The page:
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 sg 1. suffix pronoun

  1. I, me, my (see usage notes)

Usage notes[edit]

This form of pronoun attaches directly to the preceding word, and means different things depending on what it is attached to.

  • When attached to a noun, it indicates the possessor of the noun.
  • When attached to a verb of the suffix conjugation (subjunctive, perfective, imperfective, passive, prospective, perfect, sḏm.jn.f, sḏm.ḫr.f, sḏm.kꜣ.f, or sḏmt.f), it indicates the subject of the verb.
  • When attached to an infinitive verb (especially of an intransitive verb) whose subject is not otherwise expressed, it indicates the subject of the verb.
  • When attached to a transitive infinitive verb whose subject is otherwise expressed or omitted, it indicates the object of the verb.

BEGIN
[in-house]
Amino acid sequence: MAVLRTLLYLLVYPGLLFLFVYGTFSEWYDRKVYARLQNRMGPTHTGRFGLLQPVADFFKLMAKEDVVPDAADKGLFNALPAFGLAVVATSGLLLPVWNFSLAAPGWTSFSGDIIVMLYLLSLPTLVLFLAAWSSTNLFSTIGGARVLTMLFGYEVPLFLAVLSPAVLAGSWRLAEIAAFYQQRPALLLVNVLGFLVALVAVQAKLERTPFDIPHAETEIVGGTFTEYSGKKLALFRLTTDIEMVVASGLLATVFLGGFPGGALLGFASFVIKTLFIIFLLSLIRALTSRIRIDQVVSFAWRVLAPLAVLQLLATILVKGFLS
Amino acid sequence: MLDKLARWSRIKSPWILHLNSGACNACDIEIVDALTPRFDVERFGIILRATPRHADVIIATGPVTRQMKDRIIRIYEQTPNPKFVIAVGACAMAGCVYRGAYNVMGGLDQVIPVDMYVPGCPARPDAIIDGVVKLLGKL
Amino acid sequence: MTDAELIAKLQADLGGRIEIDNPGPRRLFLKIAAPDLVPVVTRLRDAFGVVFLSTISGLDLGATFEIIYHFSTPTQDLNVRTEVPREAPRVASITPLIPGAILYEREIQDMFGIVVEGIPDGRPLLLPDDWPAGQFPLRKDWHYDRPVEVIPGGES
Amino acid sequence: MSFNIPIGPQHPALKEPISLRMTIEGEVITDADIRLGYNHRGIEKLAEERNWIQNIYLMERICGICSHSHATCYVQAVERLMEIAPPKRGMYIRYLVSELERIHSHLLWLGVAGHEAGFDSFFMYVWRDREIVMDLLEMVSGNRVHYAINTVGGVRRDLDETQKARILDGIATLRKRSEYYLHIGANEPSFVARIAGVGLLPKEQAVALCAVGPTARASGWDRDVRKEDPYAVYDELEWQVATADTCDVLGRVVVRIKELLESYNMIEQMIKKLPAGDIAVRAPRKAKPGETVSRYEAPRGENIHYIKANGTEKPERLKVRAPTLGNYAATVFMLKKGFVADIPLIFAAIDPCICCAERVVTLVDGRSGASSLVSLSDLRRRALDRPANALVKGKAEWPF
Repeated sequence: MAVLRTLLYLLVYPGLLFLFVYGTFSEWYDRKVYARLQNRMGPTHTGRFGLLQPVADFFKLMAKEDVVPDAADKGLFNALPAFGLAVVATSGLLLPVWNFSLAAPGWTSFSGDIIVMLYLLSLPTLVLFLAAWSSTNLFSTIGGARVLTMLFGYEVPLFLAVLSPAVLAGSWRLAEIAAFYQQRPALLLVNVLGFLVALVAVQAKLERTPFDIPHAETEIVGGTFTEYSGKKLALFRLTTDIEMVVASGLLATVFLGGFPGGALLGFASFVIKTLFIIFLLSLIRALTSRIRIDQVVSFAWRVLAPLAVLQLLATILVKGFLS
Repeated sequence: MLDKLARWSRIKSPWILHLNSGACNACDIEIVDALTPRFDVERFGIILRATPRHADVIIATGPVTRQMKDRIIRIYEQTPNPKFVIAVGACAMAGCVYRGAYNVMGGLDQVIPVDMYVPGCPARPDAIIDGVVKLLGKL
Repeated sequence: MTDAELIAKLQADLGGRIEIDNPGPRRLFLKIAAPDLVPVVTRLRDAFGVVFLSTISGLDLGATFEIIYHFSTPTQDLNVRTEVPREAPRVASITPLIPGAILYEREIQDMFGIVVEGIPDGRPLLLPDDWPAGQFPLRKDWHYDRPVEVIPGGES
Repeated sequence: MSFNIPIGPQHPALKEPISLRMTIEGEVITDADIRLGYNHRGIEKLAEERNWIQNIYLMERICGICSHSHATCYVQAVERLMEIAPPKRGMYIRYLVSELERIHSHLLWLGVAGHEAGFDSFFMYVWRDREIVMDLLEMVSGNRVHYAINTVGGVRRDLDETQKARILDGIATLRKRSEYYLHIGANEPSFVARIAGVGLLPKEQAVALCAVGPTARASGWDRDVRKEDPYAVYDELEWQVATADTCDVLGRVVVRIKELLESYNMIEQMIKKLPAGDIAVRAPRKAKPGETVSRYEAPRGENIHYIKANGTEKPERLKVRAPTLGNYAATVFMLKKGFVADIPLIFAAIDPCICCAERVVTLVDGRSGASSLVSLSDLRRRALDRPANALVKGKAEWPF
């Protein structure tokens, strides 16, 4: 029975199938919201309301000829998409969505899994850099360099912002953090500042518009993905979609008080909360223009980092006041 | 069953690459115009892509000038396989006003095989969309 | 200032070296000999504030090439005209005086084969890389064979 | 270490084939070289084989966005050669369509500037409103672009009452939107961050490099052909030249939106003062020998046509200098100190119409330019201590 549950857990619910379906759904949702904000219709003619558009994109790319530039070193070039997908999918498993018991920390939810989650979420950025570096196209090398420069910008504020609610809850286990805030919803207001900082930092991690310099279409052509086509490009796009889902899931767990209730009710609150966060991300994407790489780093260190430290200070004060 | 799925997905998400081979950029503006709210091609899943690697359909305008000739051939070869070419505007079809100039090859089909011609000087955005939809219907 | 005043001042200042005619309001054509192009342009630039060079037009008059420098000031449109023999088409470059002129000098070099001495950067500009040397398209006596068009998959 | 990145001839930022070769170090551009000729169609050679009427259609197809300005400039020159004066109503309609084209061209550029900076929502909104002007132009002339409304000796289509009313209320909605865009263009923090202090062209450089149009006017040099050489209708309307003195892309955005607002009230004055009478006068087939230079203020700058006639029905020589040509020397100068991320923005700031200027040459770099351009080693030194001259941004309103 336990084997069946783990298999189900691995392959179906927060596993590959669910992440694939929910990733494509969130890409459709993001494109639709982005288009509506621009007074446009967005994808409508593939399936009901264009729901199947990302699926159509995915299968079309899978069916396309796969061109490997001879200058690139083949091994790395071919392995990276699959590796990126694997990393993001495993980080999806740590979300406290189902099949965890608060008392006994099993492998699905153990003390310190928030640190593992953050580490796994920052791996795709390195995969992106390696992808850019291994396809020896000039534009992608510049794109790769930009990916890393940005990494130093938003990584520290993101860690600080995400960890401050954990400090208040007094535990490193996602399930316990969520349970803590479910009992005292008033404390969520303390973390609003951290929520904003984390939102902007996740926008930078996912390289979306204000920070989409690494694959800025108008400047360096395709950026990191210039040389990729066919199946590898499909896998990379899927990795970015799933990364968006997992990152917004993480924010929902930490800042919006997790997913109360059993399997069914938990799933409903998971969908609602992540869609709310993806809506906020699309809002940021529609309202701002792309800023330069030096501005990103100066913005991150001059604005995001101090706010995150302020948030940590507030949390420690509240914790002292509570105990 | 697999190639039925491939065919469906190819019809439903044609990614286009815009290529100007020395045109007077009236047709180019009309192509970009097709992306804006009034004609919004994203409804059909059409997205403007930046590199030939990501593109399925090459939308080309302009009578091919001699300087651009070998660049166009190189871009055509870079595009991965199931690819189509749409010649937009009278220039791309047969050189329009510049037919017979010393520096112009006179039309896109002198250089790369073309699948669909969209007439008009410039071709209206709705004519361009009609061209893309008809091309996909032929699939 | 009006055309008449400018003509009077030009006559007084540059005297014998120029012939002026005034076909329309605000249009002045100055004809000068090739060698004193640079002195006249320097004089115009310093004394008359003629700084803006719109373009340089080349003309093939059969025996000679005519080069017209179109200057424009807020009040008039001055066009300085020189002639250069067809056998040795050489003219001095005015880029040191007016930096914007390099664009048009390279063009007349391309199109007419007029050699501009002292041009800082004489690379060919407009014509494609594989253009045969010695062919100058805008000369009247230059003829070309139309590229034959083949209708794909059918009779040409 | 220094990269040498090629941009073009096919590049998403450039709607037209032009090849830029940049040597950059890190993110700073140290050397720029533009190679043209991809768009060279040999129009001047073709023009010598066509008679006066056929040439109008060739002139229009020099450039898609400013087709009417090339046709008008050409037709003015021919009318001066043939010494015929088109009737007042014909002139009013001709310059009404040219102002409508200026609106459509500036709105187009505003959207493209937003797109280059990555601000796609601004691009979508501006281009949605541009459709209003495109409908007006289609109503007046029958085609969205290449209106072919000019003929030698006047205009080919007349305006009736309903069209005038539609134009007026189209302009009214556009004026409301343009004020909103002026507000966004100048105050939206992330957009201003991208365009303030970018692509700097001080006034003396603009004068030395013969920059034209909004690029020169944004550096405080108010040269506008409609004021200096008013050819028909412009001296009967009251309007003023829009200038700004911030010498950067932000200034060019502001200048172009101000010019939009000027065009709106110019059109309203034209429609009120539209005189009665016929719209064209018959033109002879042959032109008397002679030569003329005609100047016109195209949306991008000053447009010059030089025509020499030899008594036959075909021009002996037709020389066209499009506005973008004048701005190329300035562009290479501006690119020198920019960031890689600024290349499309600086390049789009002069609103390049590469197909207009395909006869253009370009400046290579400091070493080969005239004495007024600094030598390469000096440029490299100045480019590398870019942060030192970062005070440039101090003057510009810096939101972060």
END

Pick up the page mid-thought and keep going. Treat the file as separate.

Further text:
• In the third person, when attached to a prospective participle, it indicates gender and number agreement.
  • When attached to a particle like jw, or a parenthetic like ḫr, it indicates the subject of the clause.
  • When attached to a preposition, it indicates the object of the preposition.
  • When it follows a relative adjective, such as ntj, ntt, or jsṯ, it indicates the subject of the relative clause (except in the first person singular and third person common).


Alternative forms[edit]

The first person singular suffix pronoun is often not written, and when it is, it has a number of variants:

Further, it can, optionally, be varied to indicate the identity of the antecedent — a distinction which would not have been indicated in speech, e.g.:



 m sg 3. stative ending

  1. (Old Egyptian, attached to a stative verb form) he, him


Alternative forms[edit]


  • Allen, James (2010) Middle Egyptian: An Introduction to the Language and Culture of Hieroglyphs, revised second edition, Cambridge: Cambridge University Press, ISBN 978-0-521-74144-6
  • Edel, Elmar (1955-1964) Altägyptische Grammatik, Rome: Pontificium Institutum Biblicum